Manifeste

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« Après le pain, l’éducation est le premier besoin du peuple. »

Georges Jacques Danton

La création de notre association résulte du constat de l’inégalité des chances à l’école selon les origines sociales des élèves, un thème abordé par de nombreux sociologues depuis les travaux de Pierre Bourdieu dans les années 1960. Il nous importe d’essayer de lutter contre l’échec scolaire des jeunes issus des couches populaires au travers de différentes actions. Pour cela, nous nous baserons notamment sur nos propres expériences d’élèves, qui nous ont permis d’acquérir les connaissances nécessaires au bon déroulement de notre scolarité. Nous, membres de l’association, sommes, dans la grande majorité étudiants inscrits en premier, second ou troisième cycle universitaire, et nous avons à cœur de transmettre aux jeunes issus de familles défavorisées, désireux de faire de longues études et quel que soit leur niveau, les clefs permettant une meilleure appréhension de l’univers scolaire.

Lors de notre passage au lycée, nous étions, pour la plupart, des élèves plutôt « moyens », ne se destinant pas à faire de longues études. N’ayant pas saisi dès le début les enjeux considérables que pouvait représenter pour nous la réussite scolaire, l’effort que nous consacrions au travail scolaire apparaissait souvent bien mince. Mais progressivement, et au prix d’importants sacrifices, nous avons tout de même eu accès à l’enseignement supérieur. Ces efforts fournis constituaient en fait le seul moyen d’empêcher la reproduction de la situation socio-économique fragile de nos parents. Ces derniers rêvaient et rêvent toujours pour leurs enfants d’un avenir loin des usines et du travail ingrat qu’on y offre. Cet espoir a accompagné les familles ouvrières implantées depuis longtemps en métropole comme celles des différents âges de l’immigration qui ont nourri les couches les plus défavorisées de la société française[1]. Cet espoir d’ascension sociale reposait sur une confiance en l’école républicaine.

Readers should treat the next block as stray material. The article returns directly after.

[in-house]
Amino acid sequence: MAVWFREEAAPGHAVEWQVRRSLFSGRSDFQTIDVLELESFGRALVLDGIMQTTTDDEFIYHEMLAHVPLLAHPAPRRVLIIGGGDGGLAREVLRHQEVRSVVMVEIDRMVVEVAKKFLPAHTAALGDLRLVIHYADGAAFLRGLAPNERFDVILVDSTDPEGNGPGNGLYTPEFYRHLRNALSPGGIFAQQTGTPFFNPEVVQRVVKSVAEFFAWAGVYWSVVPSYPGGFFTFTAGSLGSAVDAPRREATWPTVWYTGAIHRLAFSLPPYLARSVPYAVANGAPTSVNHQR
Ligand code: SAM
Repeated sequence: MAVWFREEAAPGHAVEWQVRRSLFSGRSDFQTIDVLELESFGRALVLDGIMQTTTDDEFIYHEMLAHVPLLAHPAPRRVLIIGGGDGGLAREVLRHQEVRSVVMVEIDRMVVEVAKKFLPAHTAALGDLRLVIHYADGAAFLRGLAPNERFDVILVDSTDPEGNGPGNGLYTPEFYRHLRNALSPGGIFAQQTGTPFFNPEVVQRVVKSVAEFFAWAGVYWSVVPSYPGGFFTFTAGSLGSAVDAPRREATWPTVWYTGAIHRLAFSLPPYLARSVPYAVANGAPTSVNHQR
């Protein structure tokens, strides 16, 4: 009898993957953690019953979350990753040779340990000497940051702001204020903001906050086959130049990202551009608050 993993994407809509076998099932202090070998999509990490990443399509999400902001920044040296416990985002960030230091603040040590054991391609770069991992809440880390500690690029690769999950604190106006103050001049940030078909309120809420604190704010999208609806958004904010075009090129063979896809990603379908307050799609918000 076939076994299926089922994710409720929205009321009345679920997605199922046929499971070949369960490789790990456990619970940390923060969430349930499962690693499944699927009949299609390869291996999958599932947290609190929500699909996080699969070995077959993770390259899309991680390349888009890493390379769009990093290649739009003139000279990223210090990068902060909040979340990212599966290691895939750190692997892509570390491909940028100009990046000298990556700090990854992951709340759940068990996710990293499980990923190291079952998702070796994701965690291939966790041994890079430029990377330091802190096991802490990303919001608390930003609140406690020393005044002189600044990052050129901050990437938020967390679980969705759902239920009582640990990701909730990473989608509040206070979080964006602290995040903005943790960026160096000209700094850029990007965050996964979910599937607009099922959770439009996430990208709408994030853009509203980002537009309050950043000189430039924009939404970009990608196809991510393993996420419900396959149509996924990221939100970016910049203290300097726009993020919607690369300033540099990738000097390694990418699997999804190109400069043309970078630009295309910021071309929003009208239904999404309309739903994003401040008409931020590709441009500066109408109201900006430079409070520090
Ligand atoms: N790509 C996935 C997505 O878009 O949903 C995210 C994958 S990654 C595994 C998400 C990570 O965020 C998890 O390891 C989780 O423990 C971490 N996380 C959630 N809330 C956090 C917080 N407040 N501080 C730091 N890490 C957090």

Pleinement conscients du sacrifice de nos parents, qui ont connu humiliation et souffrance au travail comme dans la vie de tous les jours, nous nous efforçons d’agir afin que leurs perpétuels efforts ne soient pas vains. Un devoir de reconnaissance s’impose à nous : l’ascension sociale par l’intermédiaire de l’institution scolaire permet de procéder à une restitution symbolique de toutes les années de privation subies par nos mères et pères. Nous devons donc saisir la seule opportunité qui s’offre à nous : la réussite scolaire. Malgré le handicap de départ d’être issus des couches populaires, qui nous lie parfois corps et âmes – et certains d’entre nous savent combien il est difficile de le surmonter –, cette chance d’avoir accès à l’éducation, nous devons la saisir au détriment de tous les obstacles qui se dressent devant nous. Une chance que nos parents n’ont pas eue, une chance qu’il serait indécent de ne pas faire fructifier.